In early February, the Central Board of Direct Taxes (CBDT) set up a task force on litigation management to examine, among other things, ‘whether the ITAT (Income Tax Appellate Tribunal) has passed perverse or irregular orders, or where submissions of the department representative (counsel for the I-T department) have not been recorded by the ITAT’.
It proposes to take further action based on the findings, after taking up the matter with the law ministry. A little over 90,000 cases were pending at the ITAT level, with corresponding contentious I-T demands aggregating to Rs 2.01 lakh crore, as of March 31, 2017. It is no secret that the I-T department is the largest tax litigant. This fact, with a low success rate, doesn’t paint a pretty picture. Appeals filed by the I-T department constituted 85% of the appeals as of March 31, 2017, with its success rate being less than 30%. For the doubting Thomases, these statistics are drawn from the Economic Survey 2018.
Under the traditional litigation process, the first level of appeal is with the commissioner (appeals). Then, in hierarchical order, with ITAT, which is also the final fact-finding authority. If the case involves a question of law, appeals can be filed with the high courts, and a further appeal lies with the Supreme Court.
Litigation management has rightly been the focus of the Central Board of Direct Taxes (CBDT) for the last few years. But some steps are puzzling. For instance, its action plan for fiscal 2018-19 sought to offer performance credits to the commissioner (appeals) for ‘quality’ appellate orders passed by them. Such orders include cases where the appellate commissioner enhances the order of the I-T officer — in other words, the quantum of tax demand is increased — or where he strengthens the order of the I-T officer — in other words, the quantum of tax demand is increased — or where he strengthens the order of the I-T officer.
It also includes instances where he levies a penalty on the additions confirmed by him to a taxpayer’s income. Understandably, this step has raised questions among taxpayers and in professional circles. According to this report, at the commissioner (appeals) level, the tax amount caught up in 3.22 lakh pending cases was Rs 6.38 lakh crore, as of March 31, 2018.
While CBDT may have its own reasons for the scope outlined for its committee, as well as the grant of performance credits, it also needs to introspect and plan to nip litigation in the bud. Often, arbitrary or irrational demands are raised by assessing officers, because they must meet unrealistic targets on which hinges their performance appraisal. This results in the taxpayer invariably filing an appeal.
To curb this tendency, a few years ago, a‘high-pitched scrutiny assessment committee’ was set up. Aggrieved taxpayers could approach this committee. The idea was to deter high-handedness by punitive measures such as transfers. Action has been taken in a few cases, the general perception being that the initiative has been a non-starter. Adequate resources need to be committed and adequate publicity given to this endeavour.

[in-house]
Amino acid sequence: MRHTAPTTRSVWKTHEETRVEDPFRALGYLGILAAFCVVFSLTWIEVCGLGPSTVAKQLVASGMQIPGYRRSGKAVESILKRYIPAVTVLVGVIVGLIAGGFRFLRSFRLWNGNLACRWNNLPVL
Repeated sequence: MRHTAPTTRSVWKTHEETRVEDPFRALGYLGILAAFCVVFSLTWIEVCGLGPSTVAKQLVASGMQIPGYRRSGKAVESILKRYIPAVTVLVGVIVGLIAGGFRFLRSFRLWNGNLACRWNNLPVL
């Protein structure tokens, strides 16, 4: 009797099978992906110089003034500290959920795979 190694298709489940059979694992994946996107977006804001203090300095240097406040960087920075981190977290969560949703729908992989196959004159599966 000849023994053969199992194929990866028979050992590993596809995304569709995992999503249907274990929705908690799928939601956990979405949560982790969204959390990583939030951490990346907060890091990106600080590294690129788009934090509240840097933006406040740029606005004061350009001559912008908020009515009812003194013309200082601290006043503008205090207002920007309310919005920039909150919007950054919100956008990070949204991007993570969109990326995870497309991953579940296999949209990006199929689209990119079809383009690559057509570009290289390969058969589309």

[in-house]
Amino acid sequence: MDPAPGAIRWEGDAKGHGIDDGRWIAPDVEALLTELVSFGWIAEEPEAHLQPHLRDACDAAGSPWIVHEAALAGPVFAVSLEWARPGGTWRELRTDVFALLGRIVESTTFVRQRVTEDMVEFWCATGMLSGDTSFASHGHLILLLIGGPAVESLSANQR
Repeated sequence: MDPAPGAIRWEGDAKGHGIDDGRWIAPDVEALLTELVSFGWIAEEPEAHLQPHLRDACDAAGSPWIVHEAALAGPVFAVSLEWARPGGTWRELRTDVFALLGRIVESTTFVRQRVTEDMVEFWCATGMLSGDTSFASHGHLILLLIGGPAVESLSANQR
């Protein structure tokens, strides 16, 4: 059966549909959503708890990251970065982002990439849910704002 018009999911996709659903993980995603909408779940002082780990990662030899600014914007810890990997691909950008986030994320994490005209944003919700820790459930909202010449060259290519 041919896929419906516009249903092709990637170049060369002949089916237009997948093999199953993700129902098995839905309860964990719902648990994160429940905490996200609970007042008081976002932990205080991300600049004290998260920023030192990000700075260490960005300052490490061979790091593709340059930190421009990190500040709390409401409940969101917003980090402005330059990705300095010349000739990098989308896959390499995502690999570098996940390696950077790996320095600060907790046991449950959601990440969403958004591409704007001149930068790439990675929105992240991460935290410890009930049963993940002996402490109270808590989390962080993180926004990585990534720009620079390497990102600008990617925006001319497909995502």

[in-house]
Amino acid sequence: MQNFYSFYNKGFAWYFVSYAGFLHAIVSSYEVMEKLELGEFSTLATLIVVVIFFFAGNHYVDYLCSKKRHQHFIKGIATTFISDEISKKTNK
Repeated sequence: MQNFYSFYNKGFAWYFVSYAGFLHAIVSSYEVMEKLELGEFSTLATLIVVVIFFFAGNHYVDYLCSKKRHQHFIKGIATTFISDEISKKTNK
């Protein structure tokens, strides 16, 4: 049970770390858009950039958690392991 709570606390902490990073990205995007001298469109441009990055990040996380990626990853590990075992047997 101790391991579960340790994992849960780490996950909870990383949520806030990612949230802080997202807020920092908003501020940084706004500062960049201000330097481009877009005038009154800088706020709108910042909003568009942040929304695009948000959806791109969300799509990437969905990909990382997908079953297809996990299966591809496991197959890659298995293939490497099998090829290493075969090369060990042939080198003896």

A significant increase in the monetary threshold of the tax effect on matters below which an appeal can’t be filed by the I-T department announced in July 2018 (e.g., from Rs 10 lakh to Rs 20 lakh in case of appeals with ITAT) has eased the backlog. CBDT expects that the increase in monetary thresholds announced in July 2018 will lead up to 34% cases being withdrawn at the ITAT level, 48% at the high court level, and 54% at the Supreme Court level.
An earlier CBDT report, issued in 2016, on litigation management had called for periodical weeding out of pending appeals, that have been rendered infructuous due to subsequent change in law or court rulings. Further, at present, there is no adverse consequence if an appeal is filed without merit. On the other hand, a single slip in not filing an appeal could impact the assessing officer’s performance assessment.
Assessing officers should be encouraged to file quality appeals, only if merited, which, in turn, would improve the rate of success. Penalty under Section 271(1)(c), for concealment of income, is routinely initiated by the assessing officers. Yet, only about 6% penalty orders are reportedly sustained by the ITAT. Judicious imposition of this penalty, with approval of higher authorities, could be introduced. CBDT could also strengthen its exercise of issuing clarifications on contentious issues.
India’s advance pricing mechanism has helped curb litigation in the arena of transfer pricing, even as the advance ruling mechanism faced administrative challenges. Alternate routes, such as private rulings given by high-ranking I-T officials, or an alternative dispute mechanism using third-party mediation, could be introduced. This would ensure that matters, especially complex ones relating to general anti-avoidance rule (Gaar), don’t reach the litigation stage.
Source : Financial Express